There are people in your life who need (and deserve) your all-weather loyalty, win or lose. Consider how you could cheer them on today.

A friend loves at all times, and a brother is born for adversity. (Proverbs 17:17)

A Princess in Disguise

Today’s memo is about Sarah Culberson.

Sarah was born in 1976 in West Virginia. After being placed in foster care for a year, she was adopted into a loving family — the Culbersons. Both parents were teachers. She grew up active in the United Methodist Church.

Sarah had always wondered about her heritage, so after graduating from college, she hired a private investigator to find her biological parents.

Her birth mom, she discovered, had died of cancer in the early nineties.

But it was what she learned about her birth father that changed her life forever.

As it turns out, Sarah wasn’t just a young woman from West Virginia. She was royalty. A princess.

Her father was now a ruling member of the Mende tribe in Sierra Leone. They began to correspond, and soon he invited her to Africa to meet her family.

When she arrived she received a royal welcome, with hundreds coming to greet her.

She kept asking herself: “What did I do to deserve this? I’m just Sarah from West Virginia.”

But she’s not just Sarah from West Virginia. She was born Princess Esther Elizabeth; that’s who she is. She had lived her life not knowing that she was a member of a ruling class — a princess in disguise. And then she discovered her true heritage.

Today, Sarah lives an amazing life. After pursuing a career in acting, she now works in education, she’s a public speaker, and she maintains close ties to both of her communities and both of her families. (Here is her website)

I love this story because it is — incredibly — similar to our story. We, too, have a royal heritage. We’re king’s kids, you could say.

And yet some believers remain unaware of who they really are.

The Apostle Peter said…

You are a chosen people, a royal priesthood, a holy nation, God’s special possession, that you may declare the praises of him who called you out of darkness into his wonderful light. (1 Peter 2:9)

Today, take a moment to consider who you are in Christ, and who he has made you to be.

______________

The photograph of Princess Sarah Culberson by Elunaman is licensed under Creative Commons.

Happiness Catches On

According to a study done by Harvard University and UCSD (University of California San Diego), happiness is contagious.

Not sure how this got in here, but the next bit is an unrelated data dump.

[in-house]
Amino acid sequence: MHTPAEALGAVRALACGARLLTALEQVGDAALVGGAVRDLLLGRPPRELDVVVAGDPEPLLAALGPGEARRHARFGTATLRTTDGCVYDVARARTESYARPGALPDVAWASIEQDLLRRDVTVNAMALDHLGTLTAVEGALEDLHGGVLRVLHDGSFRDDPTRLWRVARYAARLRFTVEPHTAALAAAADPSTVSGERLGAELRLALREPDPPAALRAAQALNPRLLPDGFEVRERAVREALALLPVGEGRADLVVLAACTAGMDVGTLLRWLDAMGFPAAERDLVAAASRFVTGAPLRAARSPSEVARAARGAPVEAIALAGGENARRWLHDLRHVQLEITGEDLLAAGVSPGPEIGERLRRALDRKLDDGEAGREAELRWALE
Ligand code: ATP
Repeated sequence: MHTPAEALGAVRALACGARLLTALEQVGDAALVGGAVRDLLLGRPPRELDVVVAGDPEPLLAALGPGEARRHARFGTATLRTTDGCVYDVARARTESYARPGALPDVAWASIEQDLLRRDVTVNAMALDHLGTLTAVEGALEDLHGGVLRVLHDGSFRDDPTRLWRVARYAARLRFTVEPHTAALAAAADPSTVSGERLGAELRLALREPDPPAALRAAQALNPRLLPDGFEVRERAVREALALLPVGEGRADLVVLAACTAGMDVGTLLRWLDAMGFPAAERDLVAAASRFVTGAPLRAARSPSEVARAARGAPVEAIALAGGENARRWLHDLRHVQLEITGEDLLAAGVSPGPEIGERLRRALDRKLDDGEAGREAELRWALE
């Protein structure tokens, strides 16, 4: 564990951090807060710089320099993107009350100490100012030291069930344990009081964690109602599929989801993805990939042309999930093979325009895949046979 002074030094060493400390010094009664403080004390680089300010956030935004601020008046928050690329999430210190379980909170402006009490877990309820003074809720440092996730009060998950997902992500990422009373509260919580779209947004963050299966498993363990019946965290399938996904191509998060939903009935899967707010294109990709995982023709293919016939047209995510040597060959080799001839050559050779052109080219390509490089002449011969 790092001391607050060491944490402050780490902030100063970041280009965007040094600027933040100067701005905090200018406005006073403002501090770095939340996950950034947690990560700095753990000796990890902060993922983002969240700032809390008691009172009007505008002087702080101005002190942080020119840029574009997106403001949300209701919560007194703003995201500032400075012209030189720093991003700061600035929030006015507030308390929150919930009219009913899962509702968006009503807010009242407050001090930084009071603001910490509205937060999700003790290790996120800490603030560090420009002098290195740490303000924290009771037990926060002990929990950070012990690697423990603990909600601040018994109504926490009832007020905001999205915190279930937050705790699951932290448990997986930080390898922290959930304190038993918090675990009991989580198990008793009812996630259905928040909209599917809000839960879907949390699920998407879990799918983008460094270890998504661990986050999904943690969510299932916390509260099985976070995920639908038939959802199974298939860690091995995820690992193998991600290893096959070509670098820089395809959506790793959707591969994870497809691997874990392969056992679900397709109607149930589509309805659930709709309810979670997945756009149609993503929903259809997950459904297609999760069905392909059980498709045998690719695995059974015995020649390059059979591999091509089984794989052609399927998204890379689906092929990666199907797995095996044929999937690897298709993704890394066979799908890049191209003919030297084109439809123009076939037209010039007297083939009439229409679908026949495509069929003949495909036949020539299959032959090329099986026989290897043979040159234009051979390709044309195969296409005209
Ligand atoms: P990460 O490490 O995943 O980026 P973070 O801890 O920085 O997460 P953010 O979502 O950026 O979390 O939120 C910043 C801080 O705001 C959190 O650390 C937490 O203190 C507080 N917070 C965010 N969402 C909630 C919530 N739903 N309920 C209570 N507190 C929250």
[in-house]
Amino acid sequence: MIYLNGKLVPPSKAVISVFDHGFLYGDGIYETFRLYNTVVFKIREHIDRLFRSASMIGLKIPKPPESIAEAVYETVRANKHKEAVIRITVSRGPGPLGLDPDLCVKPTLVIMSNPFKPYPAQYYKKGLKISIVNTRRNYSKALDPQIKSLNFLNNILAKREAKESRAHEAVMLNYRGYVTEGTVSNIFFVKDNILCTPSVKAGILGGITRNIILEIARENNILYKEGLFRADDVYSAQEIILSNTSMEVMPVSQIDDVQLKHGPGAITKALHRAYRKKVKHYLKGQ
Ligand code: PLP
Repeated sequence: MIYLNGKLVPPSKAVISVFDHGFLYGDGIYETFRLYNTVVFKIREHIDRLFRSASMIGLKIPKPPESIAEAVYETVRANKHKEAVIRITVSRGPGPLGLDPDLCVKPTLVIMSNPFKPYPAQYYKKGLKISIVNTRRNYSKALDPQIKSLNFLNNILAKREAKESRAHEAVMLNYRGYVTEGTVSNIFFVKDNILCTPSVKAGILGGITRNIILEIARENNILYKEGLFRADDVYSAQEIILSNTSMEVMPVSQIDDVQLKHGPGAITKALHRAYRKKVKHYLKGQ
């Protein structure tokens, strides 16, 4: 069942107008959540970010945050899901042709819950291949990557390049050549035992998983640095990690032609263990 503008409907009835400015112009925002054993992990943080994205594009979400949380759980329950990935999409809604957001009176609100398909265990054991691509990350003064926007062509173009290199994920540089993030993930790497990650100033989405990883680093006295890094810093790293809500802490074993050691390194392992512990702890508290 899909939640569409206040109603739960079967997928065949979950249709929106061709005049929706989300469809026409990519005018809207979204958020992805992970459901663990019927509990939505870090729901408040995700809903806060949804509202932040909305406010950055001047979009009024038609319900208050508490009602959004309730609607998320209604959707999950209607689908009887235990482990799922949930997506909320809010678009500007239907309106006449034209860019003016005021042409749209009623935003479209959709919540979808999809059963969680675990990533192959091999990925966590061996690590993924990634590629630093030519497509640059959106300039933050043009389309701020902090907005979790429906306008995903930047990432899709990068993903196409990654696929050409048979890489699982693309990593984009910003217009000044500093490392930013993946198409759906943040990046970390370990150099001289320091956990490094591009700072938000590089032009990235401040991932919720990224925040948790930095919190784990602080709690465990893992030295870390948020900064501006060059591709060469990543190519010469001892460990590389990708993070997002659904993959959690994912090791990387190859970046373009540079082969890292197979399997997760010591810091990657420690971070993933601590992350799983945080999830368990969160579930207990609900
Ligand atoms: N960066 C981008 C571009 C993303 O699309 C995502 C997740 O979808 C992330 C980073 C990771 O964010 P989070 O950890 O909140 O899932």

The research discovered that when a person becomes happy, friends living close by have 25 percent chance of becoming happy themselves. For next-door neighbors, the percentage possibility increases to 34 percent.

Nicholas Christakis, a professor at Harvard Medical School and the author of the study, said it this way: “Everyday interactions we have with other people are definitely contagious, in terms of happiness.”

What’s more, the happiness contagion extends beyond merely the people we encounter face-to-face; it includes up to three layers (or degrees) of contact — i.e., friends of friends of friends. (link to article)

I guess one lesson we can learn from this study is that it pays to surround yourself with happy people.

Another lesson is that you have the power to spread goodwill to those beyond your immediate circle — even to those you don’t personally know.

Let’s remember Paul’s words…

Be kind to one another, tenderhearted, forgiving one another, as God in Christ forgave you. (Ephesians 4:32)

Let your graciousness be known to everyone. The Lord is near. (Philippians 4:5)

Like happiness, mercy and kindness catches on. It’s up to us to fan the flame.

More Than Conquering

Recently I was reading about the 1938-39 University of Tennessee Volunteers football team — legends in NCAA history.

In ‘38 they went 11-0, won the SEC, beat Oklahoma in the Orange Bowl, and claimed the National Championship. They didn’t merely win, they conquered.

The following year they went 10-0 in the regular season — undefeated, untied, and un-scored-upon. Not a touchdown, not a field goal, not a safety. Every game ended in a shut-out.

That’s not merely conquering. That’s more than conquering.

This is the phrase Paul used in Romans 8 to describe how we can approach life:

In all these things we are more than conquerors through him who loved us. (Romans 8:37)

It’s a great phrase, but the truth is that many of us don’t feel like we’re more-than-conquering anything right now. We’re more-than-overwhelmed with challenges we never saw coming — creating hardship in the present and filling the future with uncertainty.

For many, Paul’s assurance seems just beyond our grasp. But the answer is closer than it seems, and it’s closer than it often feels.

The Bible is filled with promises from a loving Father who is always near, who comforts us in our sorrow, strengthens us in our weakness, and lifts us up when we are down.

There may be battles, and more than a few close calls, but our victory is assured.

Fear not, for I am with you; be not dismayed, for I am your God; I will strengthen you, I will help you, I will uphold you with my righteous right hand. (Isaiah 41:10)